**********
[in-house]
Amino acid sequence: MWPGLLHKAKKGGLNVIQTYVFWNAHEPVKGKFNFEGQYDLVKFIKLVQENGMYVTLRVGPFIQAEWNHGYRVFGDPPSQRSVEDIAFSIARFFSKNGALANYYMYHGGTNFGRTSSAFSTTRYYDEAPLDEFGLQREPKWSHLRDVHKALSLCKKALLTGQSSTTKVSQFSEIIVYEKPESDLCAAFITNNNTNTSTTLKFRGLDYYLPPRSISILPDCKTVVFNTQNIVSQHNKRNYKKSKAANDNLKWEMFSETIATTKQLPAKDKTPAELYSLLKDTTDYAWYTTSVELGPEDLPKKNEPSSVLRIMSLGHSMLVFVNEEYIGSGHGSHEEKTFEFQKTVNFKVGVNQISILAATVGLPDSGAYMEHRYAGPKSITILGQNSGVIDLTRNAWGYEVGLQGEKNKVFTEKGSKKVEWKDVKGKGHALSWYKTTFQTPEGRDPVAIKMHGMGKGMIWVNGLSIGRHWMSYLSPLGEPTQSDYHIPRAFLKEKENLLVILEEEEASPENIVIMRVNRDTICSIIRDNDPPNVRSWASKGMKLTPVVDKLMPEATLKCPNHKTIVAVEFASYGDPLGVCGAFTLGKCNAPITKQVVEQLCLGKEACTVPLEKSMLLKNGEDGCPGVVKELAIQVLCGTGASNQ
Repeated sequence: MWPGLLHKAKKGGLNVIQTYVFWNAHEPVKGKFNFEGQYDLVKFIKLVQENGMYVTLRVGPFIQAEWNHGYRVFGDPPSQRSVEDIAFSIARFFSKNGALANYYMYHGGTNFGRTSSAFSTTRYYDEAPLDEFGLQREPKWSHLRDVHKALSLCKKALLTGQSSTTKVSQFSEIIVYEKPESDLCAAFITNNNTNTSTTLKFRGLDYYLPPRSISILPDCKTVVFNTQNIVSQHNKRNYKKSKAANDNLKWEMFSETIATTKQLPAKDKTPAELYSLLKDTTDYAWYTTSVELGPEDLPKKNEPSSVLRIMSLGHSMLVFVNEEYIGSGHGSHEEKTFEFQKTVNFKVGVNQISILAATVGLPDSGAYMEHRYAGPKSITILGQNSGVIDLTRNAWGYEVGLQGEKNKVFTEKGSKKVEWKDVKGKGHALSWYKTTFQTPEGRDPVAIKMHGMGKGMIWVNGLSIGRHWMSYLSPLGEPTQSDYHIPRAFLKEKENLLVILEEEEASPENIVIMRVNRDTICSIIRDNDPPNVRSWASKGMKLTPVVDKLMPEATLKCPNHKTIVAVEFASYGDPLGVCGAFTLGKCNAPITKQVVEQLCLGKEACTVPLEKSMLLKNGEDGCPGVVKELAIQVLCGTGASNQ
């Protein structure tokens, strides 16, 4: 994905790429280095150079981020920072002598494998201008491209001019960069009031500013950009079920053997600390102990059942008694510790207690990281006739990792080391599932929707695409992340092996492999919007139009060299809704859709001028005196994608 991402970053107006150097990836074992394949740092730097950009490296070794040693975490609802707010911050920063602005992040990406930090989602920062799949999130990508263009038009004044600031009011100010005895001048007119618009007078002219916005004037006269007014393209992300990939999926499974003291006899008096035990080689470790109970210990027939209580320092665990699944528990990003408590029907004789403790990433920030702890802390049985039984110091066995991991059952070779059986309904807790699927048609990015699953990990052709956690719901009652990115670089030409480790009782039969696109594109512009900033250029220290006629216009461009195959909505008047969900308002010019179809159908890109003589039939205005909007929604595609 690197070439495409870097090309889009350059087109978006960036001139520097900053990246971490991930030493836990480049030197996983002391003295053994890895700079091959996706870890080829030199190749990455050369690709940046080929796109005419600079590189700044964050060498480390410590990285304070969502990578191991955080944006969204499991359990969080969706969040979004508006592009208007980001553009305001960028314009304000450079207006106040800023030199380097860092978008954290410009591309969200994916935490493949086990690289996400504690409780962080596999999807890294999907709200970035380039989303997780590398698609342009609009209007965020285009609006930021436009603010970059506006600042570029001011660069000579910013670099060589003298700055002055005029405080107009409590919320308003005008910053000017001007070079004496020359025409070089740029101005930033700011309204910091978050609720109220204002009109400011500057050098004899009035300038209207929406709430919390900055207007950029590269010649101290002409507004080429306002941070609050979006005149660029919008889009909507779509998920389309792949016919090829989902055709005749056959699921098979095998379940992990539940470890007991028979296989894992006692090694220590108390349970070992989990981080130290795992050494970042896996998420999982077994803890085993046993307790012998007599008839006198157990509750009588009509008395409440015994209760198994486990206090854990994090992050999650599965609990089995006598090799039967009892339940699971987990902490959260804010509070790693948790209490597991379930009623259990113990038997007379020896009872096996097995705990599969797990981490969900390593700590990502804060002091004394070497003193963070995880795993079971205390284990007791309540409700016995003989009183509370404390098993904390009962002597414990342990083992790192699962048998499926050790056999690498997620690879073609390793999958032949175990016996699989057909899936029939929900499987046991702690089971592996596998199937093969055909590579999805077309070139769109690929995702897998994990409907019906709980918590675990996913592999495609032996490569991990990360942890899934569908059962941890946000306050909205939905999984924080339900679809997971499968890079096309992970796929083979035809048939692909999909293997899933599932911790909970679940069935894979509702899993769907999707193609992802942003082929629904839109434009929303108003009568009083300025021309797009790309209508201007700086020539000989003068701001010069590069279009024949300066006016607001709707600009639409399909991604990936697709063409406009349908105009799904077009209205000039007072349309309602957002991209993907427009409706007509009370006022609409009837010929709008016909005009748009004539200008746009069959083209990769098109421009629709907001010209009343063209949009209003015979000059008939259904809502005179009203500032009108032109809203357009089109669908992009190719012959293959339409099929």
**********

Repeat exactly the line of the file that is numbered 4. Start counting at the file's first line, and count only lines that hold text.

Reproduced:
């Protein structure tokens, strides 16, 4: 994905790429280095150079981020920072002598494998201008491209001019960069009031500013950009079920053997600390102990059942008694510790207690990281006739990792080391599932929707695409992340092996492999919007139009060299809704859709001028005196994608 991402970053107006150097990836074992394949740092730097950009490296070794040693975490609802707010911050920063602005992040990406930090989602920062799949999130990508263009038009004044600031009011100010005895001048007119618009007078002219916005004037006269007014393209992300990939999926499974003291006899008096035990080689470790109970210990027939209580320092665990699944528990990003408590029907004789403790990433920030702890802390049985039984110091066995991991059952070779059986309904807790699927048609990015699953990990052709956690719901009652990115670089030409480790009782039969696109594109512009900033250029220290006629216009461009195959909505008047969900308002010019179809159908890109003589039939205005909007929604595609 690197070439495409870097090309889009350059087109978006960036001139520097900053990246971490991930030493836990480049030197996983002391003295053994890895700079091959996706870890080829030199190749990455050369690709940046080929796109005419600079590189700044964050060498480390410590990285304070969502990578191991955080944006969204499991359990969080969706969040979004508006592009208007980001553009305001960028314009304000450079207006106040800023030199380097860092978008954290410009591309969200994916935490493949086990690289996400504690409780962080596999999807890294999907709200970035380039989303997780590398698609342009609009209007965020285009609006930021436009603010970059506006600042570029001011660069000579910013670099060589003298700055002055005029405080107009409590919320308003005008910053000017001007070079004496020359025409070089740029101005930033700011309204910091978050609720109220204002009109400011500057050098004899009035300038209207929406709430919390900055207007950029590269010649101290002409507004080429306002941070609050979006005149660029919008889009909507779509998920389309792949016919090829989902055709005749056959699921098979095998379940992990539940470890007991028979296989894992006692090694220590108390349970070992989990981080130290795992050494970042896996998420999982077994803890085993046993307790012998007599008839006198157990509750009588009509008395409440015994209760198994486990206090854990994090992050999650599965609990089995006598090799039967009892339940699971987990902490959260804010509070790693948790209490597991379930009623259990113990038997007379020896009872096996097995705990599969797990981490969900390593700590990502804060002091004394070497003193963070995880795993079971205390284990007791309540409700016995003989009183509370404390098993904390009962002597414990342990083992790192699962048998499926050790056999690498997620690879073609390793999958032949175990016996699989057909899936029939929900499987046991702690089971592996596998199937093969055909590579999805077309070139769109690929995702897998994990409907019906709980918590675990996913592999495609032996490569991990990360942890899934569908059962941890946000306050909205939905999984924080339900679809997971499968890079096309992970796929083979035809048939692909999909293997899933599932911790909970679940069935894979509702899993769907999707193609992802942003082929629904839109434009929303108003009568009083300025021309797009790309209508201007700086020539000989003068701001010069590069279009024949300066006016607001709707600009639409399909991604990936697709063409406009349908105009799904077009209205000039007072349309309602957002991209993907427009409706007509009370006022609409009837010929709008016909005009748009004539200008746009069959083209990769098109421009629709907001010209009343063209949009209003015979000059008939259904809502005179009203500032009108032109809203357009089109669908992009190719012959293959339409099929």